The SEC Commissioners voted unanimously on June 28, 2018 to expand the definition of “smaller reporting company.” This change has been requested as a key recommendation for a number of years at the annual SEC small business conference. Companies with SRC status have somewhat relaxed disclosure and reporting obligations, such as providing two rather than three years of financial information, as well as relief from some of the more costly aspects of the Sarbanes-Oxley Act of 2002. The change is effective 60 days after publication in the Federal Register, which should happen fairly soon.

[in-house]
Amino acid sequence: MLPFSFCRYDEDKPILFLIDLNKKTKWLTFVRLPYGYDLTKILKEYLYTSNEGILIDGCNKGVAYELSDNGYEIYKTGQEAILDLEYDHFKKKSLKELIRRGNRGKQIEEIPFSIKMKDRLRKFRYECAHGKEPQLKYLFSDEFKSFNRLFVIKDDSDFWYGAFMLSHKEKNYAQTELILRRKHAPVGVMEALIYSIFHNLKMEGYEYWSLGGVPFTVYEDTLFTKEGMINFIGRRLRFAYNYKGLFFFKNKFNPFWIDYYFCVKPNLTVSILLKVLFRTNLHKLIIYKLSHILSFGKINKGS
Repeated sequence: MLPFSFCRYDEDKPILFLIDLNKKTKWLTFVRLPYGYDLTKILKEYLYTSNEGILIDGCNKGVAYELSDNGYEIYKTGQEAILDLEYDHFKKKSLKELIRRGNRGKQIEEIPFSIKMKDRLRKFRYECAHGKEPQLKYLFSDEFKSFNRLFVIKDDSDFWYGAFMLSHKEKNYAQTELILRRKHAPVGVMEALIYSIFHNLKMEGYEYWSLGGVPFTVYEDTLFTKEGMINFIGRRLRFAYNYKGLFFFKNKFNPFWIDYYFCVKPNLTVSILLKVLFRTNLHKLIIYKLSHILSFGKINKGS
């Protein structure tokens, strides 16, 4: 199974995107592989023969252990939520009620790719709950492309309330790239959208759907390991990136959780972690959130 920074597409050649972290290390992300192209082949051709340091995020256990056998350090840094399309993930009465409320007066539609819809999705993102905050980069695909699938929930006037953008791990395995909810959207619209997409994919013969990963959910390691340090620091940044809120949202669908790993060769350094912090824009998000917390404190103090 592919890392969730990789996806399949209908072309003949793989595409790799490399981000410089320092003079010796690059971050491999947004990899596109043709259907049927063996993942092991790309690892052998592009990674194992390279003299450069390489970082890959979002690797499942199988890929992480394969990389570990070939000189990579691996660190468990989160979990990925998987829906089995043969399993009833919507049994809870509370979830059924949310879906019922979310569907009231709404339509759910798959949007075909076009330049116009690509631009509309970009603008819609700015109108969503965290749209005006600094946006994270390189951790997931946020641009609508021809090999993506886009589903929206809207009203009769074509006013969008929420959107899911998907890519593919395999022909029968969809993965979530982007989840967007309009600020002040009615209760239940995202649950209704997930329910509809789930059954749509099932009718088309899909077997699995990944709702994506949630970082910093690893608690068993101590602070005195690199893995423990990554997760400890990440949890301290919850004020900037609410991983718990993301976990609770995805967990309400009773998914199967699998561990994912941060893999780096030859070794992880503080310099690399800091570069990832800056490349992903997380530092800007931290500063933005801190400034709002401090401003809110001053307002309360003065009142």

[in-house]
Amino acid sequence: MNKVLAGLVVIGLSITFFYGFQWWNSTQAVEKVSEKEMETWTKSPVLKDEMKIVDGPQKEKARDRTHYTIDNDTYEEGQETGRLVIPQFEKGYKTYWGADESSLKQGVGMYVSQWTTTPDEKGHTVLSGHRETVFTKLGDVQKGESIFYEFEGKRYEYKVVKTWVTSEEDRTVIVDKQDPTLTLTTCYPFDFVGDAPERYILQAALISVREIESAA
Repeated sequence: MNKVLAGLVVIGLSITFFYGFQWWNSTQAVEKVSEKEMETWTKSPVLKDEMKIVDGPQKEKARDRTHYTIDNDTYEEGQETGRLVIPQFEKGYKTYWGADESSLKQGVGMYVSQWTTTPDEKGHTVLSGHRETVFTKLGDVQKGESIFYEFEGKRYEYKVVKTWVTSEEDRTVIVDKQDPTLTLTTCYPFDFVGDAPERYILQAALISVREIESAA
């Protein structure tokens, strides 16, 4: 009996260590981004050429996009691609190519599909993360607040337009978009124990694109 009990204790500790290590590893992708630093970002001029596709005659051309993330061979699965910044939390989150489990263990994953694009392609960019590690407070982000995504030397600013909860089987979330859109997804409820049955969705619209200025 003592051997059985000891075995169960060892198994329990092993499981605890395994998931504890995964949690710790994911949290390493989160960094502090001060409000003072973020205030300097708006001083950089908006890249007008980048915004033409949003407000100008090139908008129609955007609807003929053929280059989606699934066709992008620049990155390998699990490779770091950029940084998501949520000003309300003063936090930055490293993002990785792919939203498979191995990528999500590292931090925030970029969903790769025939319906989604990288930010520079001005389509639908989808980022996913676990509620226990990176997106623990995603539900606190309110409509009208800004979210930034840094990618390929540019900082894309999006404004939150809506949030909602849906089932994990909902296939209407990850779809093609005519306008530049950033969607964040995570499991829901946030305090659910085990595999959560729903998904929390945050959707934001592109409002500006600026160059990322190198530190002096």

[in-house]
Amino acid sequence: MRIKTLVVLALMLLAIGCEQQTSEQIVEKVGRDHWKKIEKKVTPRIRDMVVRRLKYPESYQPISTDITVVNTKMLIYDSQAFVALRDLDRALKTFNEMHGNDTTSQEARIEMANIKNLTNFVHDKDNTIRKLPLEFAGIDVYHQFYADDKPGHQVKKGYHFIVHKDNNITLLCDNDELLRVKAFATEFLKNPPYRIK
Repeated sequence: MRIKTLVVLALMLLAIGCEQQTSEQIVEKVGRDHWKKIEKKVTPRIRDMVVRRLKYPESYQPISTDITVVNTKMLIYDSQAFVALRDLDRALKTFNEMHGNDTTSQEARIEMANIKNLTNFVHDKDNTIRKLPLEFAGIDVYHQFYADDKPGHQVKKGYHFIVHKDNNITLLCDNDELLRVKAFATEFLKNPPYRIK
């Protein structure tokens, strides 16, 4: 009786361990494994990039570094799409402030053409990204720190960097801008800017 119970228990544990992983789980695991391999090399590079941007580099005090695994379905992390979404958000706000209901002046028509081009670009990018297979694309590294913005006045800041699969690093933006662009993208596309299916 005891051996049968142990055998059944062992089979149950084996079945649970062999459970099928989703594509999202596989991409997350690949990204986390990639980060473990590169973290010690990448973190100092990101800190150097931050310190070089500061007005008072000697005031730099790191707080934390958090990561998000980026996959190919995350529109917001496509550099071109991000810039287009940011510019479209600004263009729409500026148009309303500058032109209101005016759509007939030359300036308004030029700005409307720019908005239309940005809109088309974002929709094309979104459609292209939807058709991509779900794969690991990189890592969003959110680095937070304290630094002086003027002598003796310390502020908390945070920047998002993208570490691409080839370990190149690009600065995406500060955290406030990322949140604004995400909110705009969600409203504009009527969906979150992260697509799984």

The revised definition raises the value of a company’s public float to qualify as an SRC from $75 million to $250 million. If a company does not have public float (such as at the time of its IPO), it previously was an SRC unless revenues exceeded $50 million. The new rule says any company is an SRC if it has less than $100 million in revenues and either no public float or a public float of less than $700 million.

Many of the benefits of SRC status also are available if the company is an “emerging growth company” under the Jumpstart our Business Startups (JOBS) Act of 2012. Those are generally companies with less than $1.07 billion in revenues who had not completed an SEC registration of securities prior to passing the JOBS Act. EGC status, however, is terminated over time.